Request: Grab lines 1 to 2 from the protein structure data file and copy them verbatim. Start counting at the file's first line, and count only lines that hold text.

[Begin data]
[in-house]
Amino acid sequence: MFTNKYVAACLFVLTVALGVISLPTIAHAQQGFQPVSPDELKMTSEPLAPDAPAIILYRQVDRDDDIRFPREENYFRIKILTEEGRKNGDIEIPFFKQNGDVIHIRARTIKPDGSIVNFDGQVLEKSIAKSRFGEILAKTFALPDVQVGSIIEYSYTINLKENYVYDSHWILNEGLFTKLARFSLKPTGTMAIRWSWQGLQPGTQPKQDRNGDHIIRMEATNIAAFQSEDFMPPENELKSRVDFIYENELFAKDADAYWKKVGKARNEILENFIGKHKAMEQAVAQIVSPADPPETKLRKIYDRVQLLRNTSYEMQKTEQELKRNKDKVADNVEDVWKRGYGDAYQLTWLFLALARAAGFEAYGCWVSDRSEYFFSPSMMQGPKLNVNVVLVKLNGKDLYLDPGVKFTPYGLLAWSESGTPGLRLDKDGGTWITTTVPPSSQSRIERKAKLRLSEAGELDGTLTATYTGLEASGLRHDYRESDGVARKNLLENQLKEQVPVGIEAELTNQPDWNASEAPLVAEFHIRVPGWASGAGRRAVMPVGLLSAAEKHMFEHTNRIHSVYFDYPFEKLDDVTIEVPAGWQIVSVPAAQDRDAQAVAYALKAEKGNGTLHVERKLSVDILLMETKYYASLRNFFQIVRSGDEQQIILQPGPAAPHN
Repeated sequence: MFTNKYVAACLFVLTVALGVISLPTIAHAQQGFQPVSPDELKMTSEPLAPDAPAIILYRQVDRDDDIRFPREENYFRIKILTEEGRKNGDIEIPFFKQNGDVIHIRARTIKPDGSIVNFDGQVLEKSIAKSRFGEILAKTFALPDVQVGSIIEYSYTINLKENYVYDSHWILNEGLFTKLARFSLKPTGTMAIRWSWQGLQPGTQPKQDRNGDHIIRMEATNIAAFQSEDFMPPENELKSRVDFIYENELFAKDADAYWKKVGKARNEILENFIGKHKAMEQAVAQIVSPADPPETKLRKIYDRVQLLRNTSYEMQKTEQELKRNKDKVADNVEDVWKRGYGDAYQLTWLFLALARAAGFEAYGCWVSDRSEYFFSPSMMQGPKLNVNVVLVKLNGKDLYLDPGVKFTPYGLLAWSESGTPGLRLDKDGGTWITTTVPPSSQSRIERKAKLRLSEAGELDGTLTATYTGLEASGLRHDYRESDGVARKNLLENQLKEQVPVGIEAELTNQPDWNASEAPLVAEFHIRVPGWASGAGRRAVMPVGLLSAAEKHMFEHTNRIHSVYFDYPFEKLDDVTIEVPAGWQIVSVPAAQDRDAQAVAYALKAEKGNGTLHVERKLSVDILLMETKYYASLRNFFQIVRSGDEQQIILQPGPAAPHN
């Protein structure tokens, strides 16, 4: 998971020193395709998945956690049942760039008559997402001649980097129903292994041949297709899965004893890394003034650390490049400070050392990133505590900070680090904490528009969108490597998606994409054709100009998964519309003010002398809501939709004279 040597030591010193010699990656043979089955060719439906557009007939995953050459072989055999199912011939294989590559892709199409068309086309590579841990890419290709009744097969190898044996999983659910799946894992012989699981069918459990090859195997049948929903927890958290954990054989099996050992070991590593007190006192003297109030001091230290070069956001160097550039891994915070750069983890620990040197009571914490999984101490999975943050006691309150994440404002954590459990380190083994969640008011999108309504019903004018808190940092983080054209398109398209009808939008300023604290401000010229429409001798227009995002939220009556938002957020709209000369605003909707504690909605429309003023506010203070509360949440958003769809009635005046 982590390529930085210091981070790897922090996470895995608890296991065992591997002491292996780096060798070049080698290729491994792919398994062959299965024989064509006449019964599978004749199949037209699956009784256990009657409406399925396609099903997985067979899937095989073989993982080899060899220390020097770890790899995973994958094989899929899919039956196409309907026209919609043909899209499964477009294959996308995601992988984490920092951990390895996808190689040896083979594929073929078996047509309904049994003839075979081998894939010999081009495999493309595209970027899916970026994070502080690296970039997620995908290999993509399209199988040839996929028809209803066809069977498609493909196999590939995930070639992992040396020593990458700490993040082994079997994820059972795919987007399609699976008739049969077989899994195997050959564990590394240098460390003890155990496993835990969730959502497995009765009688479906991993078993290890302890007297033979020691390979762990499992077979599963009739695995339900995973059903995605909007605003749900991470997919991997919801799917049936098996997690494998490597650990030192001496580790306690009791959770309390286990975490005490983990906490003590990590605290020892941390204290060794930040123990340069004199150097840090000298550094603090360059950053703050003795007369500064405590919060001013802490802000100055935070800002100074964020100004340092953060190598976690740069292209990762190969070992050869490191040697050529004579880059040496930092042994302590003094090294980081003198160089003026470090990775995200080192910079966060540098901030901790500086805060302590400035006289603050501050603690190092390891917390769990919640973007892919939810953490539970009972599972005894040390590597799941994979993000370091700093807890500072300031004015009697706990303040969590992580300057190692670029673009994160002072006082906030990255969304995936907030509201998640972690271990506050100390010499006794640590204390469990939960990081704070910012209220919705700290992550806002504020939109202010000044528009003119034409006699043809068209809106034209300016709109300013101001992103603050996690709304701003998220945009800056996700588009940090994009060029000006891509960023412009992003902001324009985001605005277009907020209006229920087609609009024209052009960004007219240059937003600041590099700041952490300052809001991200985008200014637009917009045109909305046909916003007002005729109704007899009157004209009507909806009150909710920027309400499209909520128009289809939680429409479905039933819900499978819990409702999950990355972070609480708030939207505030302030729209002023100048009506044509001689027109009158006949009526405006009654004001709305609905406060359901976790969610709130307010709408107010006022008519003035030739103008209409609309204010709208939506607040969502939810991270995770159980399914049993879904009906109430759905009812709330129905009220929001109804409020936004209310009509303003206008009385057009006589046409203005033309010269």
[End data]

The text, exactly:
[in-house]
Amino acid sequence: MFTNKYVAACLFVLTVALGVISLPTIAHAQQGFQPVSPDELKMTSEPLAPDAPAIILYRQVDRDDDIRFPREENYFRIKILTEEGRKNGDIEIPFFKQNGDVIHIRARTIKPDGSIVNFDGQVLEKSIAKSRFGEILAKTFALPDVQVGSIIEYSYTINLKENYVYDSHWILNEGLFTKLARFSLKPTGTMAIRWSWQGLQPGTQPKQDRNGDHIIRMEATNIAAFQSEDFMPPENELKSRVDFIYENELFAKDADAYWKKVGKARNEILENFIGKHKAMEQAVAQIVSPADPPETKLRKIYDRVQLLRNTSYEMQKTEQELKRNKDKVADNVEDVWKRGYGDAYQLTWLFLALARAAGFEAYGCWVSDRSEYFFSPSMMQGPKLNVNVVLVKLNGKDLYLDPGVKFTPYGLLAWSESGTPGLRLDKDGGTWITTTVPPSSQSRIERKAKLRLSEAGELDGTLTATYTGLEASGLRHDYRESDGVARKNLLENQLKEQVPVGIEAELTNQPDWNASEAPLVAEFHIRVPGWASGAGRRAVMPVGLLSAAEKHMFEHTNRIHSVYFDYPFEKLDDVTIEVPAGWQIVSVPAAQDRDAQAVAYALKAEKGNGTLHVERKLSVDILLMETKYYASLRNFFQIVRSGDEQQIILQPGPAAPHN